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Organic Food in India: Cost vs Health
chillibreeze writer — M Radhika
Ever walked into a supermarket and found an organic foods and grains counter easily? Hardly possible, unless you are visiting it for the third or fourth time in search of the same counter.
To further your woes, good quality brown rice would cost not less than Rs 45 a kilogram, while other local rice varieties cost Rs 30 or more. The story is similar for pulses, spices and nuts. The feel-good halo of `healthy' that you want to wear over your head vanishes in minutes.
If you are a housewife shopping out there with an ever-so cost conscious husband, forget your organic food dream. High price coupled with skepticism are the biggest hurdles in the growth of organic food purchase, in effect consumption.
Hema Kadarapur, a housewife from Hyderabad experimented with buying organic brands from her local supermarket. "I did not find any difference between ordinary food-grains and the organic variety…in terms of quality. Only the high price was the difference,'' she says.
For the mother of two, organic food is only a matter of faith, 'not true necessarily'. Her distrust is reflected in those millions who would play safe by choosing the chemically loaded foods rather than get back to chemical-less food habits that their forefathers practiced.
While the growth of organic brands is encouraging among teas and some pulses, the cost factor plays a big spoilsport. In January 2008, The Associated Chambers of Commerce and Industry of India (ASSOCHAM) brought out its survey that said that India has low organic food consumption among the educated and health conscious in metros because of its high cost. About 60 per cent of the retailers it surveyed had said that customers who would buy organic products for reasons such as health and environment would not buy them because of high cost.
About 58 per cent of retailers, according to Assocham, blamed the unavailability of products in stores for the poor consumption.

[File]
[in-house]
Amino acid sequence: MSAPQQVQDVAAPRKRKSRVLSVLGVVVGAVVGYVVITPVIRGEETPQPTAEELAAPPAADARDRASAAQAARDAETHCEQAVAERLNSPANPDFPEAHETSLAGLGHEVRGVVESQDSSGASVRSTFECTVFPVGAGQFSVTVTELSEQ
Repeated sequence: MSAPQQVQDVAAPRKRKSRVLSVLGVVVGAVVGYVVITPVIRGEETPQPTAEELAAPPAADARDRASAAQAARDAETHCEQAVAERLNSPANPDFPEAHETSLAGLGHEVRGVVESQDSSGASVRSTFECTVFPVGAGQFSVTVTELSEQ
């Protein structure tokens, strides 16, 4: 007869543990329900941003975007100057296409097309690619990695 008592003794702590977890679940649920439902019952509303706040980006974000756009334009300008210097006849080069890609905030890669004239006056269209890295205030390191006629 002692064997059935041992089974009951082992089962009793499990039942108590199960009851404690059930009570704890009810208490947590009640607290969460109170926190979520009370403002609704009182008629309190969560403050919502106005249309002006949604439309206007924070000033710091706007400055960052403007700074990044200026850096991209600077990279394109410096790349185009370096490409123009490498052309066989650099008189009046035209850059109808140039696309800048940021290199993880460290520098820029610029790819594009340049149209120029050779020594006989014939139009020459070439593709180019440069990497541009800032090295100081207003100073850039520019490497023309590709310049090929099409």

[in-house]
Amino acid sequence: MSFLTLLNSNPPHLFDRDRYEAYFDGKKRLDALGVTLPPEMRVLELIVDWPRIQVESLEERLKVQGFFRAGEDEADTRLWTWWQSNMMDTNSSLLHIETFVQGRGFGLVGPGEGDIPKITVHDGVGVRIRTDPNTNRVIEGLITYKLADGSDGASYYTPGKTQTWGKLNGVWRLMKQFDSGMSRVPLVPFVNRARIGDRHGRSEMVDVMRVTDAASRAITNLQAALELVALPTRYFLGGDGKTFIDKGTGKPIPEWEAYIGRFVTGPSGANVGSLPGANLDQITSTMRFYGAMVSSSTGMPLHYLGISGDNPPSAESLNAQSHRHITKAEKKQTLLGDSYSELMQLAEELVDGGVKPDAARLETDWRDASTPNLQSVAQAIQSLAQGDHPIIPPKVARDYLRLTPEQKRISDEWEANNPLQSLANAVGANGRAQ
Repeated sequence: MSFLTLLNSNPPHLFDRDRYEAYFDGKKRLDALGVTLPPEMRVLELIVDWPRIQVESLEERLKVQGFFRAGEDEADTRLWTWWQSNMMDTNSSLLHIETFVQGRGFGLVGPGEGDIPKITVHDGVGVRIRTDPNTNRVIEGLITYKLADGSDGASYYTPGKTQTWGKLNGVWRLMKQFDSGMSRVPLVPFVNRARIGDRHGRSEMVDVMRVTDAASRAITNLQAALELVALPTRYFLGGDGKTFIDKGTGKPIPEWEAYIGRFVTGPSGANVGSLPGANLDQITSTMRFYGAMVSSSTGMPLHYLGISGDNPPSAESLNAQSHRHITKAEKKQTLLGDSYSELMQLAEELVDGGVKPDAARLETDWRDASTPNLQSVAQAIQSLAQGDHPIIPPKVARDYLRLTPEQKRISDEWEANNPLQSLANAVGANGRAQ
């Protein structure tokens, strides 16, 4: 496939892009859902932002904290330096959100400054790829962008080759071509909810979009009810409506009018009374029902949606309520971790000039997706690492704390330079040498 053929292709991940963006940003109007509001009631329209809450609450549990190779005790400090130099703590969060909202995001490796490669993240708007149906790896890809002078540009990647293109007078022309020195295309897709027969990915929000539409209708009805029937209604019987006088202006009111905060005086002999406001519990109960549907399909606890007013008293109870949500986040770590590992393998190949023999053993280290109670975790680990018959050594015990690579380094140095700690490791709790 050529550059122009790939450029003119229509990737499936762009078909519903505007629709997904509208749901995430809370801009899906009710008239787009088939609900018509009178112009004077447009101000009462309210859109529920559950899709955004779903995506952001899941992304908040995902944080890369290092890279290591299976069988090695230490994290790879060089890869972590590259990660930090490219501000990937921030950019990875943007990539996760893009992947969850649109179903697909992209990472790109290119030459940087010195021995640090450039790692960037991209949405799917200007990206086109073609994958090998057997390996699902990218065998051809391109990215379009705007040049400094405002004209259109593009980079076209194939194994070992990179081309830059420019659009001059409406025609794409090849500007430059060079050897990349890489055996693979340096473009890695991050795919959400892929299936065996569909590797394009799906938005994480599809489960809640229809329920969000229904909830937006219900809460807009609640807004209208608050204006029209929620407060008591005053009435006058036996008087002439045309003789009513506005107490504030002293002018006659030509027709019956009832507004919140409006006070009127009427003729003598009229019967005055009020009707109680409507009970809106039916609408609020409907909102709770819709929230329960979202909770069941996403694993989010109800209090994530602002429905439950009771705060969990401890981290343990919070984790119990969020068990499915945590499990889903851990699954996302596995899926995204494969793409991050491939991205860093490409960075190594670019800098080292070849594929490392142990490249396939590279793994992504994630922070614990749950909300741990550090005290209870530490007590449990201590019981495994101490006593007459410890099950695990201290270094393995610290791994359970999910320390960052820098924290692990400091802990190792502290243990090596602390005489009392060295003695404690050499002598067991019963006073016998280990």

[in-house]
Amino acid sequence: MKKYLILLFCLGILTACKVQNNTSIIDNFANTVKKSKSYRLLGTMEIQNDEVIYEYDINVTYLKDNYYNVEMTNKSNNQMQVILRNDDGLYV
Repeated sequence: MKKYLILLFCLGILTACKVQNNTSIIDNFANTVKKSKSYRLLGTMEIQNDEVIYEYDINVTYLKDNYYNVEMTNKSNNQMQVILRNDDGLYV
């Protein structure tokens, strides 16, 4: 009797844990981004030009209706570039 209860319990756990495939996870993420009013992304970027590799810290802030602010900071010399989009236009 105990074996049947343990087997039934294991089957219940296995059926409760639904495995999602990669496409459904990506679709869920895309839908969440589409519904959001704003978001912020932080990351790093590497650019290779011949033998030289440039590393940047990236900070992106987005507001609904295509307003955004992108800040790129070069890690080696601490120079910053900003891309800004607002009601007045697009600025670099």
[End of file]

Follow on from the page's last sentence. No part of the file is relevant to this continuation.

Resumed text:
The result is a mass perception that organic foods are an elitist fad. It does not mean the demand is low though. Given the right push through media, they are still open to trying them out.
What can be done?
To a large extent, onus also lies on the India's population, mainly the middle-class that can drive the market. It is true that in times of global recession, the organic choice is expensive. At an individual level, there is a need for some rethink of our food habits. We Indians have got so hooked on to polished rice that buying unpolished rice seems an alien thing now. It was integral to the Indian diet before.
Newspapers and magazines do run pieces on the ifs and buts of organic foods like brown bread, brown sugar, etc. But then, it does not percolate to other indigenous foods like millets such as jowar, bajra and ragi that are as nutritious in the form of roti. It is also time that the urban Indian becomes more willing to accommodate millets on his/her platter.
In the farming community, a false sense of prestige pervades with respect to rice and sugarcane. It gets reflected in the `prosperous' sugar-belts of Maharashtra, Karnataka and other states.
But millets are not water guzzlers unlike rice and sugarcane when it comes to cultivation. Which means they are less taxing on the farmer who does not have to drown in debts because of fertilizers. Organisations such as the Millet Network of India have been asking for the inclusion of millets in the Public Distribution System for a while now. The tragedy is that India's millions doting on rice and wheat tend to look at millets as inferior – a stereotype contributed to, in a great deal, by the urban consumers and even policy makers. Research on millets and innovation in millet-based food is also lacking as a result.
In January 2004, the Hyderabad based Deccan Development Society, an NGO that focuses among many activities, on promotion of millets, had opened Café Ethnic, an eat-out serving food based only on organic millets. Recently, its team members visited cities such as Bangalore and Mumbai to further their cause of food security. Millets were part of their exercise.
Millets apart, growing demand needs to translate to a reliable distribution network as well, just the way normal food products and produce are marketed. Direct farmer-to-store distribution has been introduced by non-profit organizations in recent years. It needs to gather steam through strategy.
The root of the solution however, is not just to stick to your choice of food and cereal, but also alter your diet to include food that is more indigenous. Which means get more open to tastes on your platter for health's sake.
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